Powerful X-ray could improve vehicles’ fuel efficiency and emissions

Welcome to Monday… Nothing big happened over the weekend, right? Just kidding! Obviously, on Saturday Joe Biden was named the projected winner of the 2020 presidential race, prompting a premarket trading surge for renewable energy and electric vehicle stocks, reports Seeking Alpha. Biden reiterated a commitment to promptly rejoining the Paris Agreement following the United States’ official withdrawal last week.

Now, for non-political Midwest tech news, beginning with work at Argonne National Laboratory to improve vehicles’ fuel efficiency and reduce emissions. Engineers there are using one of the world’s most powerful X-rays to peer through metal to figure out how to fix small manufacturing imperfections in auto fuel injector nozzles. The imperfections cause component erosion and poor performance, including reduced fuel efficiency and more emissions.

  • The X-rays generate 3D images of the fluid flow inside a fuel injector nozzle — the first time this is being observed. The 3D visualization could help manufacturers improve their design models for creating fuel injectors.
  • This X-ray method allows for real-time research in real-world settings, specifically seeing fluid flow through steel parts. “It is fascinating that we can still see the liquid/gas interface through the nozzle’s thick steel body,” Kamel Fezzaa, a physicist with Argonne’s X-ray Science division, said in a news release. Previous fluid flow research relied on low-pressure simulations with transparent plastic or glass nozzle replicas, but real-world fuel injector pressures would break those replicas.
  • The Argonne engineers also created open-source software so others can analyze images in low-light conditions.

Today’s headlines:


  • University of Michigan laboratory is working on machines that mimic how animals operate, including energy generation and storage. The lab is among the research and development efforts on structural batteries: storing power in auto bodies instead of using battery packs, reports Ars Technica.
  • Recent investments make General Motors one of the few automakers showing real progress in the transition to electric vehicle development and could position the company as one of the top industry players alongside TeslaCNN reports.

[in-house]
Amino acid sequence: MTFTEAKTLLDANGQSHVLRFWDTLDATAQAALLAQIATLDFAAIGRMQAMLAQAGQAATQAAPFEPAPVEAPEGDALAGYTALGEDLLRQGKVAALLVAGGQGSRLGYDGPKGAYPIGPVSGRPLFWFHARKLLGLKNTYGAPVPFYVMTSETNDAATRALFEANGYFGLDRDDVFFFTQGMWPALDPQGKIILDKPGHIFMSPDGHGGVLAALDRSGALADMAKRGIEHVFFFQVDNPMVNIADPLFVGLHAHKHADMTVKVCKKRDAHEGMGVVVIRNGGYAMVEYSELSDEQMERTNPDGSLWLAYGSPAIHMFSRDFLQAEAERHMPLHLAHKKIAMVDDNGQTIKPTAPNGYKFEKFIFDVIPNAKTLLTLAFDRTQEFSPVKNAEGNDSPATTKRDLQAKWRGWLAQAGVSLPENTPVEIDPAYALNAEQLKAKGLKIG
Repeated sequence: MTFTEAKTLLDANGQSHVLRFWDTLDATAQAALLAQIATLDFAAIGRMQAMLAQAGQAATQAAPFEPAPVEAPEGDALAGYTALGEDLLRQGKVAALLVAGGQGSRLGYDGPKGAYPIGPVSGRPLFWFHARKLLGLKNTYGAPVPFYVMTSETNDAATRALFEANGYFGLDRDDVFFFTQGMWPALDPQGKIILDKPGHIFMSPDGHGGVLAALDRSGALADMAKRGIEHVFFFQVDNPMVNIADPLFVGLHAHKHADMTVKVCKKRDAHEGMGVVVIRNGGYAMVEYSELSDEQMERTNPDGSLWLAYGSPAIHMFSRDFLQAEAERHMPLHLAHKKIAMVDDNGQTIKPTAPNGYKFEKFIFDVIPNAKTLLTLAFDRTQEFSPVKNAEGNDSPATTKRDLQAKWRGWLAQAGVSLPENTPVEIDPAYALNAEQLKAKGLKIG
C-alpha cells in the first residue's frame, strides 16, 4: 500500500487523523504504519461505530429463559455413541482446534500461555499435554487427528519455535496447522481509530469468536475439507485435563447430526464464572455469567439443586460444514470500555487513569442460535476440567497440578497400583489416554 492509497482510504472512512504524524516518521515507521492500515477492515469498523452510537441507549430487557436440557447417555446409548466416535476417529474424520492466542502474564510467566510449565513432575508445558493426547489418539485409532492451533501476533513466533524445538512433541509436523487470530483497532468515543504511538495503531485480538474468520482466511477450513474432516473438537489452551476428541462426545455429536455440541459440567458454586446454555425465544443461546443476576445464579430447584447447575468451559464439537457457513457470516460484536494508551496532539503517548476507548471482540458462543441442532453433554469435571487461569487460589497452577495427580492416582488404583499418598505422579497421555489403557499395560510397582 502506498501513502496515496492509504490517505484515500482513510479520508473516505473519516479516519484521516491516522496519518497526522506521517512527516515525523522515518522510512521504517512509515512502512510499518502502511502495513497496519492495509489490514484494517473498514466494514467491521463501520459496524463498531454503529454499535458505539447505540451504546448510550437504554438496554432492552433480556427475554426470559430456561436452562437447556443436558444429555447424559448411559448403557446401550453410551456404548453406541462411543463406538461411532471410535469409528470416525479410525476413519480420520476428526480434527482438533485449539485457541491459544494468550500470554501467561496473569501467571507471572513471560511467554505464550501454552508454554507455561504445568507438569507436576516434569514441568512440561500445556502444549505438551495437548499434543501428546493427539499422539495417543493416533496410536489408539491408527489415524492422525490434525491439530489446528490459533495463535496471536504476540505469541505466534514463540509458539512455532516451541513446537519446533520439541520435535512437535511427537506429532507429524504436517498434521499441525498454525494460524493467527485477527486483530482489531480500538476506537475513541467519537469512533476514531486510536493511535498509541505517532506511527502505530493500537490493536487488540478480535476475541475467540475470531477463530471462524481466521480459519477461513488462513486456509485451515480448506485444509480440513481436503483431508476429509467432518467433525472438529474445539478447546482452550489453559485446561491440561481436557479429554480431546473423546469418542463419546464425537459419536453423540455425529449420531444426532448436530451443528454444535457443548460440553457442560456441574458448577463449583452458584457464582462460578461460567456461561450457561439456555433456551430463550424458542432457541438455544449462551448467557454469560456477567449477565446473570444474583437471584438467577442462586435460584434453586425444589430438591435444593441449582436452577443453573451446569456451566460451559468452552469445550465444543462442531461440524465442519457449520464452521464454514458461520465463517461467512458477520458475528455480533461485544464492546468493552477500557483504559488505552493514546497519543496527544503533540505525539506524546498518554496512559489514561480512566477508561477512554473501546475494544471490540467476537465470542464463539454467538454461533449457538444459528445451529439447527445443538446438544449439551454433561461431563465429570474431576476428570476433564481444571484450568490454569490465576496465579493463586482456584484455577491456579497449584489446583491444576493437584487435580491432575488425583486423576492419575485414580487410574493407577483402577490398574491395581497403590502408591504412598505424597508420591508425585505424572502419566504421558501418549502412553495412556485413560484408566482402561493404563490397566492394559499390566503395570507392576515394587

💻 EVENT: Argonne scientists will moderate a virtual panel on Nov. 19 examining how energy storage technologies can boost manufacturing competitiveness.


  • Boulder, Colorado-based quantum atomics startup ColdQuanta raised $32 million in series A funding, reports the Denver Business Journal. Universities and U.S. Department of Energy national laboratories are among the technology developer’s customers.
  • Texas A&M University researchers developed a water-energy nanogrid. It optimizes the use of solar energy to decontaminate water so the water filtration is not hampered by solar energy fluctuations throughout the day. The technology is viewed as a promising, economical solution for underprivileged communities, especially in rural areas.
  • Oak Ridge National Laboratory researchers may have uncovered a finding that helps to overcome energy storage capacity barriers, with the discovery that lithium-ion battery cathodes’ heat transport ability is much lower than previously thought. That leads to less battery energy density and lower performance.
  • The National Renewable Energy Laboratory has added the Waste-to-Energy System Simulation (WESyS) Model to its open-source data and tool collection to support the development of waste-to-energy technologies.
  • Sandia National LaboratoriesFlowserve, and Kairos Power received a $2.5 million grant from the U.S. Department of Energy for a project that investigates a new molten salt valve as part of a complete solar energy management system. It is expected to lower the cost and improve the efficiency of concentrating solar power.
An investigator checks for molten salt valve deterioration at Sandia National Laboratories’ Molten Salt Test Loop. Photo credit: Randy Montoya


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